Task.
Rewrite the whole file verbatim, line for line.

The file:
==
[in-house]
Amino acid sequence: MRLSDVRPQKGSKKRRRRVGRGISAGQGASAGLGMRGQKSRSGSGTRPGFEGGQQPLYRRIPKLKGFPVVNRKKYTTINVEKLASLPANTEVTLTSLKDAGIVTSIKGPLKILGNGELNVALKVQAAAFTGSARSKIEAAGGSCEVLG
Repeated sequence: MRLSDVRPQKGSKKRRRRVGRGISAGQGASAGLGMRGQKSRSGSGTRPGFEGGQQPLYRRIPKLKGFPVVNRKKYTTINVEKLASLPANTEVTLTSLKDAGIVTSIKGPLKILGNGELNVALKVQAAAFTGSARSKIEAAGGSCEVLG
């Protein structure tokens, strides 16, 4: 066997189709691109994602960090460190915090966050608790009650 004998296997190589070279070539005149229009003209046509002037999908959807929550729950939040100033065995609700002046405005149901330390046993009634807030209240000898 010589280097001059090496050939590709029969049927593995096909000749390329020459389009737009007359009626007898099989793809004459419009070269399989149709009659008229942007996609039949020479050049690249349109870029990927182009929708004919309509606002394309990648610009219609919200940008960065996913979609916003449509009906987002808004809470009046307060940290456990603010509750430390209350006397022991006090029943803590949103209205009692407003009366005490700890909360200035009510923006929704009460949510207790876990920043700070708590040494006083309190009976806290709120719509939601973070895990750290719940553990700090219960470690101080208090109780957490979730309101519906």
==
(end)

[in-house]
Amino acid sequence: MRLSDVRPQKGSKKRRRRVGRGISAGQGASAGLGMRGQKSRSGSGTRPGFEGGQQPLYRRIPKLKGFPVVNRKKYTTINVEKLASLPANTEVTLTSLKDAGIVTSIKGPLKILGNGELNVALKVQAAAFTGSARSKIEAAGGSCEVLG
Repeated sequence: MRLSDVRPQKGSKKRRRRVGRGISAGQGASAGLGMRGQKSRSGSGTRPGFEGGQQPLYRRIPKLKGFPVVNRKKYTTINVEKLASLPANTEVTLTSLKDAGIVTSIKGPLKILGNGELNVALKVQAAAFTGSARSKIEAAGGSCEVLG
């Protein structure tokens, strides 16, 4: 066997189709691109994602960090460190915090966050608790009650 004998296997190589070279070539005149229009003209046509002037999908959807929550729950939040100033065995609700002046405005149901330390046993009634807030209240000898 010589280097001059090496050939590709029969049927593995096909000749390329020459389009737009007359009626007898099989793809004459419009070269399989149709009659008229942007996609039949020479050049690249349109870029990927182009929708004919309509606002394309990648610009219609919200940008960065996913979609916003449509009906987002808004809470009046307060940290456990603010509750430390209350006397022991006090029943803590949103209205009692407003009366005490700890909360200035009510923006929704009460949510207790876990920043700070708590040494006083309190009976806290709120719509939601973070895990750290719940553990700090219960470690101080208090109780957490979730309101519906």